There are usually three stages in the life of a retail TV spot:
And the level of complexity in each varies greatly. While EVERY production is unique, the following offers a brief glance at the kinds of things that happen in each stage:
In this stage, it’s all about planning, planning, planning.
The production company (and sometimes the ad agency creative staff) meet with all the venders needed prior to get the ball rolling.
- Timelines and budgets are finalized
- Prop people get the proper specs so they can gather everything needed to stage the set appropriately
- Castings are held to choose the right actors
- A wardrobe specialist is consulted so the appropriate attire and accessories (and sizes) can be gathered for the actors
- A location scout is sent to find an ideal place to hold the shoot (if it’s not in a studio).
- If a custom music score is being written, the composer is briefed during this stage so that the music fits appropriately with the creative vision and is ready in time for Post Production.
- If animation is being used, animators may begin their work, sometimes showing up on the shoot day to take proper lighting measurements depending on the animator’s needs.
All the while, the agency’s creative director and the commercial’s film director will collaborate closely to supervise and ensure a unified vision. Prior to the shoot, the film director will compile a shot list so everyone is on the same page come shooting day.
This is where the film director, creative director and film crew come together to bring the storyboard (the script and accompanying visuals that were used to explain the idea) to life.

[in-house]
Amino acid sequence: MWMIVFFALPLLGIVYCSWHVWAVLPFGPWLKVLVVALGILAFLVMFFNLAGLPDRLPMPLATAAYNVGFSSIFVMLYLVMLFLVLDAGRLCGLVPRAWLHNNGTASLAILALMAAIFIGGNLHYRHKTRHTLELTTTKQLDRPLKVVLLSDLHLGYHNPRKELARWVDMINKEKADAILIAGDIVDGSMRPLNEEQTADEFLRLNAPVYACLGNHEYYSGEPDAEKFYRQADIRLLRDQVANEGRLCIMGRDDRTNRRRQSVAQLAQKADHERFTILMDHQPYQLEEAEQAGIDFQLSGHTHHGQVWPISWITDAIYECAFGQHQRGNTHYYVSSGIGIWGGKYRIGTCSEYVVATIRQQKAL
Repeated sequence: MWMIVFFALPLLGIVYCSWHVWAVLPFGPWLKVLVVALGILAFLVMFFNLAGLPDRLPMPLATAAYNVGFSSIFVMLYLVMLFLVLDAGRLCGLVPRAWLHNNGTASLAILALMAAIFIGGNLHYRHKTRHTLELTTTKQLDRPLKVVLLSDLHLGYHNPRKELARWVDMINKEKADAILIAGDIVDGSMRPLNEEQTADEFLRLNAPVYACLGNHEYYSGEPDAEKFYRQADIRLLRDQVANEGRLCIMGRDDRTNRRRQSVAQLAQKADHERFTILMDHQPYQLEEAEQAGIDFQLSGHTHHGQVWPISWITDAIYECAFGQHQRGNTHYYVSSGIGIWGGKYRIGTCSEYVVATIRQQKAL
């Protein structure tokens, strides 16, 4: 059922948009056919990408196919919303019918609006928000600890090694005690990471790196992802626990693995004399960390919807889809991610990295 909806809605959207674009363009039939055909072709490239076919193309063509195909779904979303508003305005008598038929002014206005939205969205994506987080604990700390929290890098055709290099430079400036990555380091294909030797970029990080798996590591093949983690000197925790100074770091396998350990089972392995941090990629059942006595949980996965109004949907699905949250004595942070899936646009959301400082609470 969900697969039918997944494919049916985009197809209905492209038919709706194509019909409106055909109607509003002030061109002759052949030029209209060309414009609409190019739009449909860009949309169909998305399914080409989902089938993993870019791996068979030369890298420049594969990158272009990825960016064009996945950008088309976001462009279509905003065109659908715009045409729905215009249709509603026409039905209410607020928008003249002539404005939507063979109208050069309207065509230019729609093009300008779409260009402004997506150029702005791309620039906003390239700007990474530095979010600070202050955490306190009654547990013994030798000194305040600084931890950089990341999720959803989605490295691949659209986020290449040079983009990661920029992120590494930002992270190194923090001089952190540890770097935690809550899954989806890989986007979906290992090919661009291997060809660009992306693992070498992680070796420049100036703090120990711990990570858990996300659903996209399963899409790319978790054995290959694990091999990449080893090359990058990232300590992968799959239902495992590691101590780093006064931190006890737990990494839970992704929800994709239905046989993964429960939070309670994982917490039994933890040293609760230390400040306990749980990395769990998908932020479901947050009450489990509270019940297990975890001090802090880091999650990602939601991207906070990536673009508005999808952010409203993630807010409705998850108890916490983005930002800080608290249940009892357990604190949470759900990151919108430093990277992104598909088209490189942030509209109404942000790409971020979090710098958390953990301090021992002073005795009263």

Sets are constructed. Actors arrive. Scenes are carefully lit. Performances are tweaked. And because every moment counts, a detailed shot list and schedule keeps everything on track. Subsequently, a composer may now be elsewhere working on a custom music track, and animators may be on set taking lighting measurements (or at their studio bringing additional components to your TV commercial to life.)
If you’re shooting on film, this process begins in a telecine lab where the film is color corrected. From there it goes on to editing where the shots are laid out and the commercial gets its rough shape (called a rough cut). Often, any animation will also be added into the commercial during this process.
Then it’s off to sound design where the voice over is recorded and the music (stock or original) is added in along with any sound effects. Then it’s back to editing where everything gets married together.
It isn’t always this intense. In a “graphics commercial” with little more than price supers and still photos, it may be a simple matter of the ad agency giving definitive direction (and a tool kit) to the edit house along with a voice over and music track.
But don’t be fooled. Even the smallest of projects require thorough planning.